If there’s one thing that Horizon Chase Turbo has relayed to me, it’s how much I’ve missed that classic arcade racing formula. When I look back at my childhood, specifically at the racing games I would play, Mario Kart and Out Run stand firmly in mind. The former’s concept is a concept that’s been tried and tested time and time again over the years, more recently with the likes of All-Star Fruit Racing. The latter’s concept, on the other hand, doesn’t quite enjoy the same level of attention, which, when all is said and done, is a shame.
Horizon Chase Turbo is a wonderful throwback to the time that clearly inspires it. I usually leave my judgement of a game’s visual and audio design until later, but here, it’s something that simply needs to be spoken about first. Horizon Chase Turbo is a gorgeously vibrant game that, although far from cutting-edge, achieves much of what it sets out to accomplish. There’s an almost cartoon-like feel to the game, which sits magnificently well with the game’s oftentimes lightning fast-pace. It helps, of course, that there’s a lot of diversity here.
Horizon Chase Turbo doesn’t skimp on its track selection. Each and every track a marvel to behold in their own right. What particularly took me aback was how well the game pulls that classic design to the modern era, making for a game that not only fits well by today’s standards, but looks unlike anything else available on the console. The environments, the vehicles and the racing effects present a blend of sharp, stylish detail, together with a polygon finish that collectively injects character and personality throughout its entirety.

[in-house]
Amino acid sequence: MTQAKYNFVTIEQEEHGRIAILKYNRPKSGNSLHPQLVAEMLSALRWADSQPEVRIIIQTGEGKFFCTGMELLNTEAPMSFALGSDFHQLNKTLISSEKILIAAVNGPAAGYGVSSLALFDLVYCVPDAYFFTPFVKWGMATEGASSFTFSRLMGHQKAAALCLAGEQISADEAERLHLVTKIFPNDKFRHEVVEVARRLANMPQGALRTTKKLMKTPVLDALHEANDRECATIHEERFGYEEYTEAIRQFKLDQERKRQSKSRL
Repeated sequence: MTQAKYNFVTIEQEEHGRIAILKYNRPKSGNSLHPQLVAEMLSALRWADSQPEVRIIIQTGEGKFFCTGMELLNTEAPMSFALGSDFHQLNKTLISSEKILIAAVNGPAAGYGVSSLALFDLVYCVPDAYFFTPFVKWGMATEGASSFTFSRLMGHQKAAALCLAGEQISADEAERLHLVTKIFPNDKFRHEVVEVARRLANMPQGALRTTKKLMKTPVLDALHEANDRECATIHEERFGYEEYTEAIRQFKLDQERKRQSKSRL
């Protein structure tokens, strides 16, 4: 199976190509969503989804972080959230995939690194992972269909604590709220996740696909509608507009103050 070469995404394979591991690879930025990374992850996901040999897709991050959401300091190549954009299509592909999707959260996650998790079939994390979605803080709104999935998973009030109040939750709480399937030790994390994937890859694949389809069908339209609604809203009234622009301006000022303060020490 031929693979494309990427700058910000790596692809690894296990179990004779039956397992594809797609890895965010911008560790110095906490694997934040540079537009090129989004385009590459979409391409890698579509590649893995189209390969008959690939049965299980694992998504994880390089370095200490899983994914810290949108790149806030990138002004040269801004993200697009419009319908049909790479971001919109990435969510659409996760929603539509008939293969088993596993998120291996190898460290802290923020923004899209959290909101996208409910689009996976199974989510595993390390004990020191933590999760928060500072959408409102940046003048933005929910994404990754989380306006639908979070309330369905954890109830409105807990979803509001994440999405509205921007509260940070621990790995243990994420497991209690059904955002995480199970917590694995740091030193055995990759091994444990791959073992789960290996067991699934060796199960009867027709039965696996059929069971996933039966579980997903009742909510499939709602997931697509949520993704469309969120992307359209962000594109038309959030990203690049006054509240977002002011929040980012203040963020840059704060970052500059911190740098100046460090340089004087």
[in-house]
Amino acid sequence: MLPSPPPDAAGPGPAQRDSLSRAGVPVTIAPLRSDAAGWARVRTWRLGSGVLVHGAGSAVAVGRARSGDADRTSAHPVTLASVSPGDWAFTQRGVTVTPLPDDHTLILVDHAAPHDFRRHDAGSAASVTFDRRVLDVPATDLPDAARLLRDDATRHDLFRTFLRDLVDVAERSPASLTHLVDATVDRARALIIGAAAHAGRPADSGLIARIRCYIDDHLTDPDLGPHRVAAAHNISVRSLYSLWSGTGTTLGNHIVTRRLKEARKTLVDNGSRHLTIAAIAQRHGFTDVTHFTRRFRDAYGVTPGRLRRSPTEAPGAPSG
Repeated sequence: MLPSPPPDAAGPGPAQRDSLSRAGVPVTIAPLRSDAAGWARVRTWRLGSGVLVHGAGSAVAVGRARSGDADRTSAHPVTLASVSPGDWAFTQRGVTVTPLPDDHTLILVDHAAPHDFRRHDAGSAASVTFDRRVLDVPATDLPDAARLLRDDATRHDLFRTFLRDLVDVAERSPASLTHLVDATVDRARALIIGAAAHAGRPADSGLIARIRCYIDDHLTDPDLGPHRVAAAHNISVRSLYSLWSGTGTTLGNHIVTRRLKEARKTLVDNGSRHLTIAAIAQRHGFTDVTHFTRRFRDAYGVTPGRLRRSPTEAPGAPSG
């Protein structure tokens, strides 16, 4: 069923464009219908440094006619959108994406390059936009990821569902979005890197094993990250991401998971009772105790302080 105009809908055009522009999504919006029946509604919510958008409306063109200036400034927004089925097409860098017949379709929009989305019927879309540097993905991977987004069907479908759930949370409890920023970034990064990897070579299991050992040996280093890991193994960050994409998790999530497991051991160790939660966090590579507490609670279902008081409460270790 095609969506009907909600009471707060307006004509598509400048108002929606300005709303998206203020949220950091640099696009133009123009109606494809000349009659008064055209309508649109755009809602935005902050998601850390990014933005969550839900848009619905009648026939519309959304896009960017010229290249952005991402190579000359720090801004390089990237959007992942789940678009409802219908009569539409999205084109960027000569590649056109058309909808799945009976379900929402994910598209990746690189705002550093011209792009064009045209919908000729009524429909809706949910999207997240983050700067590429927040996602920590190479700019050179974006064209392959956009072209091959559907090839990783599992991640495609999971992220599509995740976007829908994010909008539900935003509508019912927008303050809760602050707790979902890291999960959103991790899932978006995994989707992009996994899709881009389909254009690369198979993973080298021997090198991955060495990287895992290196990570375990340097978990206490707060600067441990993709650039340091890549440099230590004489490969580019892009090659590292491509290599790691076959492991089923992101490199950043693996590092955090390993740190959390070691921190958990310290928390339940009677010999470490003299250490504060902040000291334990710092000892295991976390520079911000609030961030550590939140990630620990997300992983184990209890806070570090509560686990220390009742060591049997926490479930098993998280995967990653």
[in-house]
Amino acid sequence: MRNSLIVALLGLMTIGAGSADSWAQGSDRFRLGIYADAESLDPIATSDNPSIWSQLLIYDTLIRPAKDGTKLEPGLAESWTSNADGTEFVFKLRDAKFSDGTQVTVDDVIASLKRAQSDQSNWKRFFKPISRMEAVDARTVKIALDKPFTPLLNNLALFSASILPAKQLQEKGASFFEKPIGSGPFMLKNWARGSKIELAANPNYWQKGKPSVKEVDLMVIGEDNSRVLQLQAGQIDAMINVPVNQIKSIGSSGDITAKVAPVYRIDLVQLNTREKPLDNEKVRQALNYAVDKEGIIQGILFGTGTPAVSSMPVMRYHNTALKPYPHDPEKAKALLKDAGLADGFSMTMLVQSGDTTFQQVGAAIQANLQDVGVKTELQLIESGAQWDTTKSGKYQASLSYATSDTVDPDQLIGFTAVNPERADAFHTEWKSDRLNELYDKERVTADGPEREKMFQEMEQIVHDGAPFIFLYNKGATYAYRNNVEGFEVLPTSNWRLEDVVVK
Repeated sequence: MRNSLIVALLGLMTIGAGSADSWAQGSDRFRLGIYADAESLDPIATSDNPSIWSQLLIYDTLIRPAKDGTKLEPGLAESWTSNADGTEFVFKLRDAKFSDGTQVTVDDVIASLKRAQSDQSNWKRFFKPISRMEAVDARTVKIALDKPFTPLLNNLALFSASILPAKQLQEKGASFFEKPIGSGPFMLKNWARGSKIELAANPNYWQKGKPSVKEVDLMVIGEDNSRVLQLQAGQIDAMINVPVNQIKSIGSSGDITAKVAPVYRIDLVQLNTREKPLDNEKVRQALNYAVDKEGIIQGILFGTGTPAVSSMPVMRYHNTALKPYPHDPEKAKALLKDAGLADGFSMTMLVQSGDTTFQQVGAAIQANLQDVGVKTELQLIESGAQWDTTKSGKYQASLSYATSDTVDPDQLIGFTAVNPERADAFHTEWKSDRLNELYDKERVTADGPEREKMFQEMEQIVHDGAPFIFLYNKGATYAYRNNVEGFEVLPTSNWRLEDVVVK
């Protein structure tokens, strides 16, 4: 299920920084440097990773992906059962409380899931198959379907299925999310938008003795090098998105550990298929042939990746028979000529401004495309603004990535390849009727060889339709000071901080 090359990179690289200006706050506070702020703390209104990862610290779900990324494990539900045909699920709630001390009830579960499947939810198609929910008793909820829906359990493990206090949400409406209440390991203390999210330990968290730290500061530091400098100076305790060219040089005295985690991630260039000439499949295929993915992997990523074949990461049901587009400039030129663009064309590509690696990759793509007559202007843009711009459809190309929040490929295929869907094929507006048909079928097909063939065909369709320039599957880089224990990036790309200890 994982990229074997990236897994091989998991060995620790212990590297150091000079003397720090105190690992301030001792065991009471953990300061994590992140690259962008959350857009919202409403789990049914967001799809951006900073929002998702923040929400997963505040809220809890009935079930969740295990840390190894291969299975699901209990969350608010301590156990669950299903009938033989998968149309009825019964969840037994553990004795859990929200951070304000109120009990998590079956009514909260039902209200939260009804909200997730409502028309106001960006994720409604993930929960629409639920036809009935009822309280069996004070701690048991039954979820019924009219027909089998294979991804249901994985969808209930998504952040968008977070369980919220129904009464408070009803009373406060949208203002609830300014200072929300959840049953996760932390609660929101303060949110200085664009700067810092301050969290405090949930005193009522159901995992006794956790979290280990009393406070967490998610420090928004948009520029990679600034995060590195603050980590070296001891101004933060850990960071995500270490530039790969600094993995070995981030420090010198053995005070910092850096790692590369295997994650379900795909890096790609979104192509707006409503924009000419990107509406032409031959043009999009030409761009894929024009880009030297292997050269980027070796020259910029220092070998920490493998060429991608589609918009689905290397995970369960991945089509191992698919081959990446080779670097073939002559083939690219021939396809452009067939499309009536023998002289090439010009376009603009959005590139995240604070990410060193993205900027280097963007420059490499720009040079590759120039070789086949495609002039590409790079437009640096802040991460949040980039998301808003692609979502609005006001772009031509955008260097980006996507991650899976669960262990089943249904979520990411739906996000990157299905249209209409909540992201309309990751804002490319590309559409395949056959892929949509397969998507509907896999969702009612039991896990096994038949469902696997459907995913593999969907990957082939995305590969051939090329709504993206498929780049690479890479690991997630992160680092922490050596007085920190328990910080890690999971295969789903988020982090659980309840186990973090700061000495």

I’ll extend the same level of appreciation to the game’s audio design, with a solid soundtrack that’s tied to cues that truly gives off that arcade core. Safe to say that the foundation here is immediately captivating and almost completely impressive. Unfortunately, there’s a number of issues that holds the game back from greatness. First and foremost, the AI seems to be unbalanced. Competitors will either be far too easy or far too hard, yet always appear to be right up your exhaust if you make a moderate mistake. This leads me to its difficulty.